In this context, the teacher strike is a real blow against the empire, against the social control that is enforced by legality and propriety, against union leaders who do not represent, but want to discipline, their members, against a ferocious campaign to enforce the notion that school reform is about a standardized curricula, kids in uniform, and attacks on parents. They struck against a culture and its media that says you cannot fight city hall and win, and besides there are many other more fun things to do-shop. The teachers have repeatedly said this strike is about 'Class size, books, and supplies!" and while there is some question about what they will trade off in salaries to get that, there are many teachers who are committed to their students and their community. One teacher marching in Labor Fest told me, "Up until now, the conservative element in the union was elementary teachers. Well now they are sick of it. They are mad as hell and they will not take anymore. They have been sacrificing and patient and now they are set up as the problem. Well they are not the problem, and they are out of control. They mean what they say. They love those kids. You must know what a mad elementary teacher can get when she wants it. They are not going to quit." Social control meets Ms Chips, who loves her children.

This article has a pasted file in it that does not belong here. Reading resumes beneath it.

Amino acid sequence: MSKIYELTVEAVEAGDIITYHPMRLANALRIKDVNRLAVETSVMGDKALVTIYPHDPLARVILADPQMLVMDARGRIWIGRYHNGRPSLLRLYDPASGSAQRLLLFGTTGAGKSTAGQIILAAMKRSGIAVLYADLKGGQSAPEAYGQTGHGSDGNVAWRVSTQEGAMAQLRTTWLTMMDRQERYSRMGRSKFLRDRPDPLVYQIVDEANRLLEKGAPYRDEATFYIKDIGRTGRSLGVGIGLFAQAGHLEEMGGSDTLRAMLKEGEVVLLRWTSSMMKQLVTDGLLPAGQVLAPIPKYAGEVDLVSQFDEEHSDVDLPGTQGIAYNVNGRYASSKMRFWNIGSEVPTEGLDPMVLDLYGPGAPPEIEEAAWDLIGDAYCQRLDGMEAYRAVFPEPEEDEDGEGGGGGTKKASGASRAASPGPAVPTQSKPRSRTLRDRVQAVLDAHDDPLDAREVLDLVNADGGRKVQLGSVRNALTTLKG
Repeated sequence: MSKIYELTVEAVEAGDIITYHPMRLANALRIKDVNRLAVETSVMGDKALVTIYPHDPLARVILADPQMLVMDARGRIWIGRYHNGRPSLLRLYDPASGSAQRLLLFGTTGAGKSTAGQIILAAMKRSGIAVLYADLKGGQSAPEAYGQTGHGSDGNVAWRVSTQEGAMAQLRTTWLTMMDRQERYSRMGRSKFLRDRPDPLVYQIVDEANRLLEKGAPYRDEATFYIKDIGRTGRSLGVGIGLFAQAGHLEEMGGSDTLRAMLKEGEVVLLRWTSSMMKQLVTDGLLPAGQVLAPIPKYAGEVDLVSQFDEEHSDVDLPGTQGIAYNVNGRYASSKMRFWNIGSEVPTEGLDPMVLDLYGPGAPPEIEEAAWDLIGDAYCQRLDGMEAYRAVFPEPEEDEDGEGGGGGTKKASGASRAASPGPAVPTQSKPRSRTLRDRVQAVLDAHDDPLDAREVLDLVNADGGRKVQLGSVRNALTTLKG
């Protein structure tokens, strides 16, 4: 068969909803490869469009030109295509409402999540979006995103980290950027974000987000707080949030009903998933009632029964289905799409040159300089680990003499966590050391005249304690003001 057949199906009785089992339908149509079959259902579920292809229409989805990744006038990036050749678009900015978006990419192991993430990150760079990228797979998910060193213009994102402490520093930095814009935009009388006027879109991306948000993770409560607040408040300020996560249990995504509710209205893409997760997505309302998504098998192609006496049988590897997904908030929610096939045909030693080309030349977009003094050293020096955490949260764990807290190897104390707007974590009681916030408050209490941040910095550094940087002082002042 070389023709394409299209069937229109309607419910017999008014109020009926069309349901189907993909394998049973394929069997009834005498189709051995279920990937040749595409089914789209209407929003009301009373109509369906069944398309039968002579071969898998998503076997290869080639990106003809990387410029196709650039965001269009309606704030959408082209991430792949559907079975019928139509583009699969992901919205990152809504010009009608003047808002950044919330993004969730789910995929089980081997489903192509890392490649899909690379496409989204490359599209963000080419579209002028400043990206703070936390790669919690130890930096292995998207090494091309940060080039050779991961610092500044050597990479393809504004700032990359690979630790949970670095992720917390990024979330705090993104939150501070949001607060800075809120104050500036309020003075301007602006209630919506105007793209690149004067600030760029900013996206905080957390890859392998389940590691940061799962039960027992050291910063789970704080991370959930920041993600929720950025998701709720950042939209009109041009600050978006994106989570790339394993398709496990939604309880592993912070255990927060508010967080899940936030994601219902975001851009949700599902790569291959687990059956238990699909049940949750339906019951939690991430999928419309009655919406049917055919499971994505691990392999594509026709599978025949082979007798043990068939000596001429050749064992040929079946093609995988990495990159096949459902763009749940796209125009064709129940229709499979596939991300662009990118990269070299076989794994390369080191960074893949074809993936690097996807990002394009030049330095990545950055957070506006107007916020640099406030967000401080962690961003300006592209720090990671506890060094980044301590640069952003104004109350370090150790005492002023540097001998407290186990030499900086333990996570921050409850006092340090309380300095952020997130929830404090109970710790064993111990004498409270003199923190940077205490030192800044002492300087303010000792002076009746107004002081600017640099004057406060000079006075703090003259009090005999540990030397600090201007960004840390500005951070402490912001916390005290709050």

Negotiators announced a press conference for 7:00 pm. DFT President Elliot would speak. Another marching teacher told me today, "The wraps are off Elliot. We have protected him too long. He is plain stupid and plain on the wrong side. He is done and we are done with him." Another teacher, though, an old Detroit radical, said, "No, he is dumb, but he plays to these teachers. He fools with their feelings for others. He gets up and cries. That's how he sold the last lousy contract-and they ALL have been lousy."